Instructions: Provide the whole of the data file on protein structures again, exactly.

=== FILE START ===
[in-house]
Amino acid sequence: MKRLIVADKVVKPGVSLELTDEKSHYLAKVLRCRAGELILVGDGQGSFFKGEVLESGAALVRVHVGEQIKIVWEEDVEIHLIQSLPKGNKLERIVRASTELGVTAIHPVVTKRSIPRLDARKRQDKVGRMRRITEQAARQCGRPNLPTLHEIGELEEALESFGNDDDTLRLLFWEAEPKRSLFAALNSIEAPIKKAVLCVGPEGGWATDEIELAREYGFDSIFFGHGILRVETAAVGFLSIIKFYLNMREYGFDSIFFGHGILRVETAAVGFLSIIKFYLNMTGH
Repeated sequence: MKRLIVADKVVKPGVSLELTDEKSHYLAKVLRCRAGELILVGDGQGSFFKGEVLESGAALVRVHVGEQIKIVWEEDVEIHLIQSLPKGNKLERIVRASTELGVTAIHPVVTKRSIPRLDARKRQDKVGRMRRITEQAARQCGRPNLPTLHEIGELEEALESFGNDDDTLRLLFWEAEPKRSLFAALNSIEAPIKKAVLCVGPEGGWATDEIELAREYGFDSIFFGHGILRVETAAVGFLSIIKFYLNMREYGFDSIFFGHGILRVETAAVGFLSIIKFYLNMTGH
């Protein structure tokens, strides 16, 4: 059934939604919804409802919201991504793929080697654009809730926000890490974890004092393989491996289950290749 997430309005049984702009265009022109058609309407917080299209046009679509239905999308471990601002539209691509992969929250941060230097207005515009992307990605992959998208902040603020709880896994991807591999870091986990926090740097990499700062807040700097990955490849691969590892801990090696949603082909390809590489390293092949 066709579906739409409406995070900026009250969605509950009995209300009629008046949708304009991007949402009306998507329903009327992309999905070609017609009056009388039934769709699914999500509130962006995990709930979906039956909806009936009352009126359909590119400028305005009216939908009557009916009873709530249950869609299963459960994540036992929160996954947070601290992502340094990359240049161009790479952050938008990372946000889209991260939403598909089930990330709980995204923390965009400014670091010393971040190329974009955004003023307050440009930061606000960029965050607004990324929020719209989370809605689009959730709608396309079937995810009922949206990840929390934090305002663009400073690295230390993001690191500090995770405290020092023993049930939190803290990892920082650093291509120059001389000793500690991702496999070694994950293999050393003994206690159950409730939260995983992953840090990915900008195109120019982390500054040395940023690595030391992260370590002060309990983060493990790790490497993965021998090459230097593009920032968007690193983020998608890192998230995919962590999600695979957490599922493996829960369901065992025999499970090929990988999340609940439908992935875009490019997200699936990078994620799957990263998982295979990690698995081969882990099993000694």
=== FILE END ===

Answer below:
[in-house]
Amino acid sequence: MKRLIVADKVVKPGVSLELTDEKSHYLAKVLRCRAGELILVGDGQGSFFKGEVLESGAALVRVHVGEQIKIVWEEDVEIHLIQSLPKGNKLERIVRASTELGVTAIHPVVTKRSIPRLDARKRQDKVGRMRRITEQAARQCGRPNLPTLHEIGELEEALESFGNDDDTLRLLFWEAEPKRSLFAALNSIEAPIKKAVLCVGPEGGWATDEIELAREYGFDSIFFGHGILRVETAAVGFLSIIKFYLNMREYGFDSIFFGHGILRVETAAVGFLSIIKFYLNMTGH
Repeated sequence: MKRLIVADKVVKPGVSLELTDEKSHYLAKVLRCRAGELILVGDGQGSFFKGEVLESGAALVRVHVGEQIKIVWEEDVEIHLIQSLPKGNKLERIVRASTELGVTAIHPVVTKRSIPRLDARKRQDKVGRMRRITEQAARQCGRPNLPTLHEIGELEEALESFGNDDDTLRLLFWEAEPKRSLFAALNSIEAPIKKAVLCVGPEGGWATDEIELAREYGFDSIFFGHGILRVETAAVGFLSIIKFYLNMREYGFDSIFFGHGILRVETAAVGFLSIIKFYLNMTGH
């Protein structure tokens, strides 16, 4: 059934939604919804409802919201991504793929080697654009809730926000890490974890004092393989491996289950290749 997430309005049984702009265009022109058609309407917080299209046009679509239905999308471990601002539209691509992969929250941060230097207005515009992307990605992959998208902040603020709880896994991807591999870091986990926090740097990499700062807040700097990955490849691969590892801990090696949603082909390809590489390293092949 066709579906739409409406995070900026009250969605509950009995209300009629008046949708304009991007949402009306998507329903009327992309999905070609017609009056009388039934769709699914999500509130962006995990709930979906039956909806009936009352009126359909590119400028305005009216939908009557009916009873709530249950869609299963459960994540036992929160996954947070601290992502340094990359240049161009790479952050938008990372946000889209991260939403598909089930990330709980995204923390965009400014670091010393971040190329974009955004003023307050440009930061606000960029965050607004990324929020719209989370809605689009959730709608396309079937995810009922949206990840929390934090305002663009400073690295230390993001690191500090995770405290020092023993049930939190803290990892920082650093291509120059001389000793500690991702496999070694994950293999050393003994206690159950409730939260995983992953840090990915900008195109120019982390500054040395940023690595030391992260370590002060309990983060493990790790490497993965021998090459230097593009920032968007690193983020998608890192998230995919962590999600695979957490599922493996829960369901065992025999499970090929990988999340609940439908992935875009490019997200699936990078994620799957990263998982295979990690698995081969882990099993000694």